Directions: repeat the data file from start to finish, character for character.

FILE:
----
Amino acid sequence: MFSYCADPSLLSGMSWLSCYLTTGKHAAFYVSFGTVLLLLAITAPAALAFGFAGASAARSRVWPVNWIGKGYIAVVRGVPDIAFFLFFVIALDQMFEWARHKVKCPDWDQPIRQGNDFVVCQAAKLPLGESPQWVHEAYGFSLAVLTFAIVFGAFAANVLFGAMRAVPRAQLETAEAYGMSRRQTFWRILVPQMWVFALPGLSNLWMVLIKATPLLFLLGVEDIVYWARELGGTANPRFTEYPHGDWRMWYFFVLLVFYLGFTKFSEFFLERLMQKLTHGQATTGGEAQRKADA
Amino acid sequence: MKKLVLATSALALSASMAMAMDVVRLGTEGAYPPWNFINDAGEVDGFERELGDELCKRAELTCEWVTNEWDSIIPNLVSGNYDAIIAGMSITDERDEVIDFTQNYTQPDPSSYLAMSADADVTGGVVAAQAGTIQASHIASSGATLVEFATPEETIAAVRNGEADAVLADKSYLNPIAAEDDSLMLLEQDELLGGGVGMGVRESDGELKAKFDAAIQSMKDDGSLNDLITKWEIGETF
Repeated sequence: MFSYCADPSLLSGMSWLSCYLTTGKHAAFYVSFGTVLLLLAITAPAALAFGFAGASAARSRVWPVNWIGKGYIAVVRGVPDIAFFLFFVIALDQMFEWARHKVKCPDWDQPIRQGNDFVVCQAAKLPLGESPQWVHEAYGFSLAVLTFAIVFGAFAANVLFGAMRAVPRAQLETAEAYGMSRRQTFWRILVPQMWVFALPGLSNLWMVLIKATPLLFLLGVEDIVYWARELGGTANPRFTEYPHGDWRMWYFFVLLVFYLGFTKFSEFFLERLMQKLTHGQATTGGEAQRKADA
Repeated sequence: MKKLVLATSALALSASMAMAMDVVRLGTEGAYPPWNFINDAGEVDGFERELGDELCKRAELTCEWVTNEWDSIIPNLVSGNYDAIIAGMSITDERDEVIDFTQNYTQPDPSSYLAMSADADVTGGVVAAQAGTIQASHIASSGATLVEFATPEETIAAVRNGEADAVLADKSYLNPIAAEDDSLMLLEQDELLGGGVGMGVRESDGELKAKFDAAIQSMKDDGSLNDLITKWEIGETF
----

Amino acid sequence: MFSYCADPSLLSGMSWLSCYLTTGKHAAFYVSFGTVLLLLAITAPAALAFGFAGASAARSRVWPVNWIGKGYIAVVRGVPDIAFFLFFVIALDQMFEWARHKVKCPDWDQPIRQGNDFVVCQAAKLPLGESPQWVHEAYGFSLAVLTFAIVFGAFAANVLFGAMRAVPRAQLETAEAYGMSRRQTFWRILVPQMWVFALPGLSNLWMVLIKATPLLFLLGVEDIVYWARELGGTANPRFTEYPHGDWRMWYFFVLLVFYLGFTKFSEFFLERLMQKLTHGQATTGGEAQRKADA
Amino acid sequence: MKKLVLATSALALSASMAMAMDVVRLGTEGAYPPWNFINDAGEVDGFERELGDELCKRAELTCEWVTNEWDSIIPNLVSGNYDAIIAGMSITDERDEVIDFTQNYTQPDPSSYLAMSADADVTGGVVAAQAGTIQASHIASSGATLVEFATPEETIAAVRNGEADAVLADKSYLNPIAAEDDSLMLLEQDELLGGGVGMGVRESDGELKAKFDAAIQSMKDDGSLNDLITKWEIGETF
Repeated sequence: MFSYCADPSLLSGMSWLSCYLTTGKHAAFYVSFGTVLLLLAITAPAALAFGFAGASAARSRVWPVNWIGKGYIAVVRGVPDIAFFLFFVIALDQMFEWARHKVKCPDWDQPIRQGNDFVVCQAAKLPLGESPQWVHEAYGFSLAVLTFAIVFGAFAANVLFGAMRAVPRAQLETAEAYGMSRRQTFWRILVPQMWVFALPGLSNLWMVLIKATPLLFLLGVEDIVYWARELGGTANPRFTEYPHGDWRMWYFFVLLVFYLGFTKFSEFFLERLMQKLTHGQATTGGEAQRKADA
Repeated sequence: MKKLVLATSALALSASMAMAMDVVRLGTEGAYPPWNFINDAGEVDGFERELGDELCKRAELTCEWVTNEWDSIIPNLVSGNYDAIIAGMSITDERDEVIDFTQNYTQPDPSSYLAMSADADVTGGVVAAQAGTIQASHIASSGATLVEFATPEETIAAVRNGEADAVLADKSYLNPIAAEDDSLMLLEQDELLGGGVGMGVRESDGELKAKFDAAIQSMKDDGSLNDLITKWEIGETF